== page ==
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Why Should You Care About The Everglades? (Part 2)

As humans moved in and took over the land of Central and Southern Florida, we were unaware at the time of the massive impact our presence would have on the Everglades.  We also were unaware of how essential the everglades were to our everyday lives!

Since then we have learned that preserving and restoring the Everglades is essential to our continued daily lives.  The Army Corp of Engineers has taken lessons from the Kissimmee River Project and applied them to the Everglades.  Along with Federal, State, and Local officials CERP became the overall plan for restoring and maintaining the natural resources, beauty, and wildlife of the Everglades.

The plan can be complex and hard to understand, but what is important to know is that it has built in accountability.  We will no longer be able to ignore or destroy the Everglades as we have in the past because CERP accounts not only for preservation and conservation of the swamps, but also for human growth and need for space.  It is a comprehensive look at how we can save and live with the Everglades in harmony.

What exactly is CERP? The following information is taken directly from the CERP website and gives a more in-depth look at the plan itself.

The Comprehensive Everglades Restoration Plan (CERP) is a framework and guide to restore, protect, and preserve the water resources of central and southern Florida.

The Plan has been described as the world’s largest ecosystem restoration effort and includes more than 60 major components.

Because the region’s environment and economy are integrally linked, the Plan provides important economic benefits.

Thus, the Plan will result in a sustainable south Florida by restoring the ecosystem, ensuring clean and reliable water supplies, and providing flood protection.

What is the plan?

The Comprehensive Everglades Restoration Plan provides a framework and guide to restore, protect, and preserve the water resources of central and southern Florida, including the Everglades. It covers 16 counties over an 18,000-square-mile area, and centers on an update of the Central & Southern Florida (C&SF) Project. The current C&SF Project includes 1,000 miles of canals, 720 miles of levees, and several hundred water control structures. The C&SF Project provides water supply, flood protection, water management and other benefits to south Florida. Since 1948, the C&SF Project has performed its authorized functions well. However, the project has had unintended adverse effects on the unique and diverse environment that constitutes south Florida ecosystems, including the Everglades and Florida Bay.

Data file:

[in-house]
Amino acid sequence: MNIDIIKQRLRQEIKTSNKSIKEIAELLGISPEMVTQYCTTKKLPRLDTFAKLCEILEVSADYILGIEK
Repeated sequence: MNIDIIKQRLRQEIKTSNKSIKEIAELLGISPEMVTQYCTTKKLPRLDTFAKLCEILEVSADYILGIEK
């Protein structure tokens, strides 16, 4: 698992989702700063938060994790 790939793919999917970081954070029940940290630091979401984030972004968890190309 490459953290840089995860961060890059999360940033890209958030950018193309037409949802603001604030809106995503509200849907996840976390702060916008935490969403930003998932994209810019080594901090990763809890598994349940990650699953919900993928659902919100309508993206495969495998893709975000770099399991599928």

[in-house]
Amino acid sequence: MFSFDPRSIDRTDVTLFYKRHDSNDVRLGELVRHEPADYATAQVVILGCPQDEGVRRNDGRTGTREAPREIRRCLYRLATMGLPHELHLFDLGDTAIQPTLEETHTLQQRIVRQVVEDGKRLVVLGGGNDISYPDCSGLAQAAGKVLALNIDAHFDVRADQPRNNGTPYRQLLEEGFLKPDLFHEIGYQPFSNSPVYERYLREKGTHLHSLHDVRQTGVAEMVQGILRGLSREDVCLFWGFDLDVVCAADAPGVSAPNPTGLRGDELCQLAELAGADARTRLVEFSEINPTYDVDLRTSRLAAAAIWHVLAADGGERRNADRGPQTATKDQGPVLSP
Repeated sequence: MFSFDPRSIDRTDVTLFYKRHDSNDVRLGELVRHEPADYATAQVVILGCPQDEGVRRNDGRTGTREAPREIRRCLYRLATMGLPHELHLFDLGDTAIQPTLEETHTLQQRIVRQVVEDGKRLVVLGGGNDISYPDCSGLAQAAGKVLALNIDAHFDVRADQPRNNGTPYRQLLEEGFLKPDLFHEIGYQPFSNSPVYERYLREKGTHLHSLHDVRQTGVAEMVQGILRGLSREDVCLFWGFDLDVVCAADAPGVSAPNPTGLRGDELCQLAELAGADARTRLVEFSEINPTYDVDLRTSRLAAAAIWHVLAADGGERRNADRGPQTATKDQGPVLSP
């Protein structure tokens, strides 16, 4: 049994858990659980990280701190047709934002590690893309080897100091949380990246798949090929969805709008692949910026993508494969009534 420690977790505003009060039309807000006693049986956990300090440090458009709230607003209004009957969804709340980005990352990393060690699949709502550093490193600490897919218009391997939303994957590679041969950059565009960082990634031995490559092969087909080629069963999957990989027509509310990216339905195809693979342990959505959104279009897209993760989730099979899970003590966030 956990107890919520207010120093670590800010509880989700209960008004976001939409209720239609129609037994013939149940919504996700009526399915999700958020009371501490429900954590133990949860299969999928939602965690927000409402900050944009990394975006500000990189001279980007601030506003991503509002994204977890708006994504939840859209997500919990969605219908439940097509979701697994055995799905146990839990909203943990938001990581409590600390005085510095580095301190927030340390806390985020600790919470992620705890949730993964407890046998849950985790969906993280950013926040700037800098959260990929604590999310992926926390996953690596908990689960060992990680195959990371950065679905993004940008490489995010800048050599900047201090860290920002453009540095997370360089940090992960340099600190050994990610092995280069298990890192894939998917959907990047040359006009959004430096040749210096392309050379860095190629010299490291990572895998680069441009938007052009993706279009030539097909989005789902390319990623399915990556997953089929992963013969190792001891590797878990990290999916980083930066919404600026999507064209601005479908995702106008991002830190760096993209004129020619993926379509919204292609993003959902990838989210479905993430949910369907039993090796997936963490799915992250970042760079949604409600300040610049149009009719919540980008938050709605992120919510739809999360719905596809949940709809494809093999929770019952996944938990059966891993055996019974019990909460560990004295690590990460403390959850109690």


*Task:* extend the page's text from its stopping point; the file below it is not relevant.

The Water Resources Development Acts in 1992 and 1996 provided the U.S. Army Corps of Engineers with the authority to re-evaluate the performance and impacts of the C&SF Project and to recommend improvements and or modifications to the project in order to restore the south Florida ecosystem and to provide for other water resource needs. The resulting Comprehensive Plan is designed to capture, store and redistribute fresh water previously lost to tide and to regulate the quality, quantity, timing and distribution of water flows.

The Plan was approved in the Water Resources Development Act of 2000. It includes more than 60 elements, was estimated to take at least 30 years to complete and originally estimated to cost $7.8 billion in October 1999 dollars (or at 1999 price levels).

The major Plan components are:

  • Surface Water Storage Reservoirs
  • Water Preserve Areas
  • Management of Lake Okeechobee as an Ecological Resource
  • Improved Water Deliveries to the Estuaries
  • Underground Water Storage
  • Treatment Wetlands
  • Improved Water Deliveries to the Everglades
  • Removal of Barriers to Sheetflow
  • Storage of Water in Existing Quarries